-- Steve Hoefer

[This is a Cool Tools Favorite from 2013]

Trauma Shears

Available from Amazon

What’s in my bag? — Kari Byron



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Kari Byron is best known for her role as a host on Discovery’s flagship show Mythbusters. Since then she has gone on to host and produce shows spanning several networks, from White Rabbit Project on Netflix to Thrill Factor on Travel Channel to Positive Energy on Nat Geo. Her most recent book is Crash Test Girl: An Unlikely Experiment in Using the Scientific Method to Answer Life’s Toughest Questions.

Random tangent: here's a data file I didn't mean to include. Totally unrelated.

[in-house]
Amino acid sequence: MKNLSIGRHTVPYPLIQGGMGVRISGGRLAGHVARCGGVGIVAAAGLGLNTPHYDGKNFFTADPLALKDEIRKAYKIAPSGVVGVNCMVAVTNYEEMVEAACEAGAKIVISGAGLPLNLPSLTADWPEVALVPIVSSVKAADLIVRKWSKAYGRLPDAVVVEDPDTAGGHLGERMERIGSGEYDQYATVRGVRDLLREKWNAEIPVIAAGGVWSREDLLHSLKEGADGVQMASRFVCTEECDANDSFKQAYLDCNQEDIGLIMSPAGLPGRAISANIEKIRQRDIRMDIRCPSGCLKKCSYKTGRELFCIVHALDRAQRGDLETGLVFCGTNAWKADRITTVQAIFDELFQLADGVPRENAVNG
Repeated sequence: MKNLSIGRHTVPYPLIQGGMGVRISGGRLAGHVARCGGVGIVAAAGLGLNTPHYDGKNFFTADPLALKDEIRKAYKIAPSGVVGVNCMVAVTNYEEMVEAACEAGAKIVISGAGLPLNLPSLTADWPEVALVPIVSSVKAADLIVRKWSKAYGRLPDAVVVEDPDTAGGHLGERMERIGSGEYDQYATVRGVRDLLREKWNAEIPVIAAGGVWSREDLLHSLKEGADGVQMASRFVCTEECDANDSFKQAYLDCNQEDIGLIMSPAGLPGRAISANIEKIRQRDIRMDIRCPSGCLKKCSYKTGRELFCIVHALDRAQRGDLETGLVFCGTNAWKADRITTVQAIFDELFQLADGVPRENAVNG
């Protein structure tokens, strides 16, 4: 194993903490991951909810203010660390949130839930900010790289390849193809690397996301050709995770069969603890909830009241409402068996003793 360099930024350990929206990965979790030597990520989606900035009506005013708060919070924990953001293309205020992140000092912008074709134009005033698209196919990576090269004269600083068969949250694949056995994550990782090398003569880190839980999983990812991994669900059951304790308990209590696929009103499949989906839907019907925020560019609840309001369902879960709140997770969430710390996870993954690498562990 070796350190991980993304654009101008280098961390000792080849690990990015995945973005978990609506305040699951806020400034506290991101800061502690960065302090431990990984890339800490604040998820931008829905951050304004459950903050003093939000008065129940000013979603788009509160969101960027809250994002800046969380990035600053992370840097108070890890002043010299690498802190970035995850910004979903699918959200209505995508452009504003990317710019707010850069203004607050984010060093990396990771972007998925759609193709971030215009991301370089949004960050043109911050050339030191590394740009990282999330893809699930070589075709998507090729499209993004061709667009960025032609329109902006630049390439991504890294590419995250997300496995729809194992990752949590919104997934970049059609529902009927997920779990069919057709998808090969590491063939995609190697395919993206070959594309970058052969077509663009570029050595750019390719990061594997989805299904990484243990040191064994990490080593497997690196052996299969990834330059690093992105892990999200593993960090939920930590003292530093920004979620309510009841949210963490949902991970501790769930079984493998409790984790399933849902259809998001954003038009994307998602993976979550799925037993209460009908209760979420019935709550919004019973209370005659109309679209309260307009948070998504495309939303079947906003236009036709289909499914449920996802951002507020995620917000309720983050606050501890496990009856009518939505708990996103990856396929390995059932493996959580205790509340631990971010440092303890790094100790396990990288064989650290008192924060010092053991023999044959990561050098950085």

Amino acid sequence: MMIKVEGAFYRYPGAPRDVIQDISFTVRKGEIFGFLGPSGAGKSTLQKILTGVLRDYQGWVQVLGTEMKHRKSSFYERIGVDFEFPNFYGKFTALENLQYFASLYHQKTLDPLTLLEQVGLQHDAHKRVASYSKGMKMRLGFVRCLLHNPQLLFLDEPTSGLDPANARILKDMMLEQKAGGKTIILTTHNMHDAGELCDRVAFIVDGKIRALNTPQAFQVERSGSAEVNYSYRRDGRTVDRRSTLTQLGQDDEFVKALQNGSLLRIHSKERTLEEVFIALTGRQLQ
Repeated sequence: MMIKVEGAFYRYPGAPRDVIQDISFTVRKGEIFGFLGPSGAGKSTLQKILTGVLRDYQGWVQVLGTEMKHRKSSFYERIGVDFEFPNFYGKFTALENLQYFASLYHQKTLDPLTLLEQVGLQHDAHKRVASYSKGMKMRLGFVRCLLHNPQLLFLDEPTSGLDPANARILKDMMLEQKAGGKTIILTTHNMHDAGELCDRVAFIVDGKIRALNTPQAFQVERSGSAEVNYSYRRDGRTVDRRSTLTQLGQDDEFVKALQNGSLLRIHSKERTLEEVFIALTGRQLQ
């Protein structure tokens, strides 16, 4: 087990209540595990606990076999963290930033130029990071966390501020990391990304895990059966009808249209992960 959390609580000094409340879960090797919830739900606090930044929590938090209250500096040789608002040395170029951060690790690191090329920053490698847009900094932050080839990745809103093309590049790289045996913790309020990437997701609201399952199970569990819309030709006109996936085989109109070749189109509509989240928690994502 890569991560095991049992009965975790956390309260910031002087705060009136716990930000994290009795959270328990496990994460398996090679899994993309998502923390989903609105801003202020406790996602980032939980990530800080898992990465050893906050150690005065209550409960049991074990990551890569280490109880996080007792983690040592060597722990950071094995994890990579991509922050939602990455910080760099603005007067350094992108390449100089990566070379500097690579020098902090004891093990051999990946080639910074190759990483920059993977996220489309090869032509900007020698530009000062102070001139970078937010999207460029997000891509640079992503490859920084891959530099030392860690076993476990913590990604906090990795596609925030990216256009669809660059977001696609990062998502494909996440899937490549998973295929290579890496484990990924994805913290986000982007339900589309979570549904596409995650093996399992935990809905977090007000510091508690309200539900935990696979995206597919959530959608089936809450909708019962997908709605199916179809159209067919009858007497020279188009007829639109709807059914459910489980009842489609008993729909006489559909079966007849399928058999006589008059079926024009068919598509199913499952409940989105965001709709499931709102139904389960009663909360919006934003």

About the bag
I have been carrying a World War II Swedish gas mask bag for decades. It is tough, the perfect size and has a crossbody strap which makes it convenient.

Bose Noise Cancelling Headphones
When traveling I always have my posts noise canceling headphones. I have done a lot of experiments traveling with and without them. The noise from the airplane engine and the hum from the air system is exhausting. I am much more rested when I arrive at my destinations if I’ve popped on some quiet headphones. It also cuts down on the awkward conversation of the dude next to me trying to chat me up while I want to sleep.

Antibacterial Wet Wipes ($10/24ct, 5pk)